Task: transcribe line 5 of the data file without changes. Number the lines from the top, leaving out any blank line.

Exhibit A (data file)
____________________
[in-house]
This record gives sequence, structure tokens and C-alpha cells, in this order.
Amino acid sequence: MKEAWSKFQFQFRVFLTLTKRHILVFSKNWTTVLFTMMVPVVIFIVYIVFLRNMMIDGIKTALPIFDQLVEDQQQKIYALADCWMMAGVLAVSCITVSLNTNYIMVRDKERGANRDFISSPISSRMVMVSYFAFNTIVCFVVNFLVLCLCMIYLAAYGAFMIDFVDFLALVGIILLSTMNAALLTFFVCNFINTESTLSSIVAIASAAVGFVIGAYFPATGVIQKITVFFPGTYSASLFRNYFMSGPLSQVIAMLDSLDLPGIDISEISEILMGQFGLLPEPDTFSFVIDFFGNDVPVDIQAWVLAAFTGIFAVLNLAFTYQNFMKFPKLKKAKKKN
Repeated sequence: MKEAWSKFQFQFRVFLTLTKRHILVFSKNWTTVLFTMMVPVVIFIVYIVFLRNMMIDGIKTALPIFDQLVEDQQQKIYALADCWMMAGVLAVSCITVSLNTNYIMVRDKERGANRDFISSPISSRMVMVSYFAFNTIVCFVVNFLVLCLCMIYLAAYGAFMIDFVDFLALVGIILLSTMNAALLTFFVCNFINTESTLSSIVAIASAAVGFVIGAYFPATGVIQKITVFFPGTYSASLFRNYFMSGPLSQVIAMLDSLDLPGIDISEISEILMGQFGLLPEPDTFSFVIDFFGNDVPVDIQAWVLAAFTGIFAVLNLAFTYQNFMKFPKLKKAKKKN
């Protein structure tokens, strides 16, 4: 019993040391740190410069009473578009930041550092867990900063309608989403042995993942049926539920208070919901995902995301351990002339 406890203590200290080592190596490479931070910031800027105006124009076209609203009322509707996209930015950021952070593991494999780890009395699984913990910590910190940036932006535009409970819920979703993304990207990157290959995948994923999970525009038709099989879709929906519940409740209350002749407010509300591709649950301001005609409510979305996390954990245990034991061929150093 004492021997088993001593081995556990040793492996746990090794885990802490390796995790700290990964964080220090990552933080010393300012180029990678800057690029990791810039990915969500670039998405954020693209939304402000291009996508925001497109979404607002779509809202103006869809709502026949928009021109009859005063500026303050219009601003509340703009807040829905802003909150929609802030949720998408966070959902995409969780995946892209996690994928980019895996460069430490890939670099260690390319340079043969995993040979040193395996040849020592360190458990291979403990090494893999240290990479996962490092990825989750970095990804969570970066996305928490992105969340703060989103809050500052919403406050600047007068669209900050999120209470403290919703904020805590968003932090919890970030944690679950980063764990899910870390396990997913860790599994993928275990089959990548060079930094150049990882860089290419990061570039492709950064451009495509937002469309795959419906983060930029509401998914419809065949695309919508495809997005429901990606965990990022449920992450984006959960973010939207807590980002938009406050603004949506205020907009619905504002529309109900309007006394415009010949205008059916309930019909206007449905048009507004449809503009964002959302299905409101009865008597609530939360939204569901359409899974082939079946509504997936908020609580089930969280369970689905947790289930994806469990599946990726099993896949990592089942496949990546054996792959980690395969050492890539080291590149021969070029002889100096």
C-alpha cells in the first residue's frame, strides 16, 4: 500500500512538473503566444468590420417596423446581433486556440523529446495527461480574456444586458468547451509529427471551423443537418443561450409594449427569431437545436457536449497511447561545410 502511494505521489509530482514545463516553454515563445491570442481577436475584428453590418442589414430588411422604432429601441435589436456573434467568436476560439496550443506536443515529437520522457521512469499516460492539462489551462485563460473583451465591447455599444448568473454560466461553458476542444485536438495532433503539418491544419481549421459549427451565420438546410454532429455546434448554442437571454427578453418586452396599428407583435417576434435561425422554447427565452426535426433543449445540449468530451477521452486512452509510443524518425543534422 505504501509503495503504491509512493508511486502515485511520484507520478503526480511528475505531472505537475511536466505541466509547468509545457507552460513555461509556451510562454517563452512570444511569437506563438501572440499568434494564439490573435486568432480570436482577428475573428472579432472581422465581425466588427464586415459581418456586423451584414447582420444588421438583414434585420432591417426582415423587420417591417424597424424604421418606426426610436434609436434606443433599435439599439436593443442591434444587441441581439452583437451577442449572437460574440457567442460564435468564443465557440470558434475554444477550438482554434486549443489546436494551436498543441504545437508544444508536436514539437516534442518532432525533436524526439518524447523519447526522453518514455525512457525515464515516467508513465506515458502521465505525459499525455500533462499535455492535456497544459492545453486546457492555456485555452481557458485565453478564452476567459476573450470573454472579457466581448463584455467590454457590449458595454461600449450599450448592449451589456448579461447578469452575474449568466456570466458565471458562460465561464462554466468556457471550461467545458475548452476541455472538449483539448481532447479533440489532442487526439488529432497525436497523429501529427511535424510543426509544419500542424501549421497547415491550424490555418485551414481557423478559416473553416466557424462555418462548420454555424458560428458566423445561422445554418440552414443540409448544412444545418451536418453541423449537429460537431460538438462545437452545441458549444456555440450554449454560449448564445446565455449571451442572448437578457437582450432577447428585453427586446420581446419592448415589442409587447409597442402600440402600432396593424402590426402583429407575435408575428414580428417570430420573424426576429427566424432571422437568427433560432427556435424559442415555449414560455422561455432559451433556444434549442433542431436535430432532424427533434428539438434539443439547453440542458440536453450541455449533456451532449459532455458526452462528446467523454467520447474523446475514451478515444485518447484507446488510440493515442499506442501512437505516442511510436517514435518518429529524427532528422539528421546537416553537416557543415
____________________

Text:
């Protein structure tokens, strides 16, 4: 019993040391740190410069009473578009930041550092867990900063309608989403042995993942049926539920208070919901995902995301351990002339 406890203590200290080592190596490479931070910031800027105006124009076209609203009322509707996209930015950021952070593991494999780890009395699984913990910590910190940036932006535009409970819920979703993304990207990157290959995948994923999970525009038709099989879709929906519940409740209350002749407010509300591709649950301001005609409510979305996390954990245990034991061929150093 004492021997088993001593081995556990040793492996746990090794885990802490390796995790700290990964964080220090990552933080010393300012180029990678800057690029990791810039990915969500670039998405954020693209939304402000291009996508925001497109979404607002779509809202103006869809709502026949928009021109009859005063500026303050219009601003509340703009807040829905802003909150929609802030949720998408966070959902995409969780995946892209996690994928980019895996460069430490890939670099260690390319340079043969995993040979040193395996040849020592360190458990291979403990090494893999240290990479996962490092990825989750970095990804969570970066996305928490992105969340703060989103809050500052919403406050600047007068669209900050999120209470403290919703904020805590968003932090919890970030944690679950980063764990899910870390396990997913860790599994993928275990089959990548060079930094150049990882860089290419990061570039492709950064451009495509937002469309795959419906983060930029509401998914419809065949695309919508495809997005429901990606965990990022449920992450984006959960973010939207807590980002938009406050603004949506205020907009619905504002529309109900309007006394415009010949205008059916309930019909206007449905048009507004449809503009964002959302299905409101009865008597609530939360939204569901359409899974082939079946509504997936908020609580089930969280369970689905947790289930994806469990599946990726099993896949990592089942496949990546054996792959980690395969050492890539080291590149021969070029002889100096």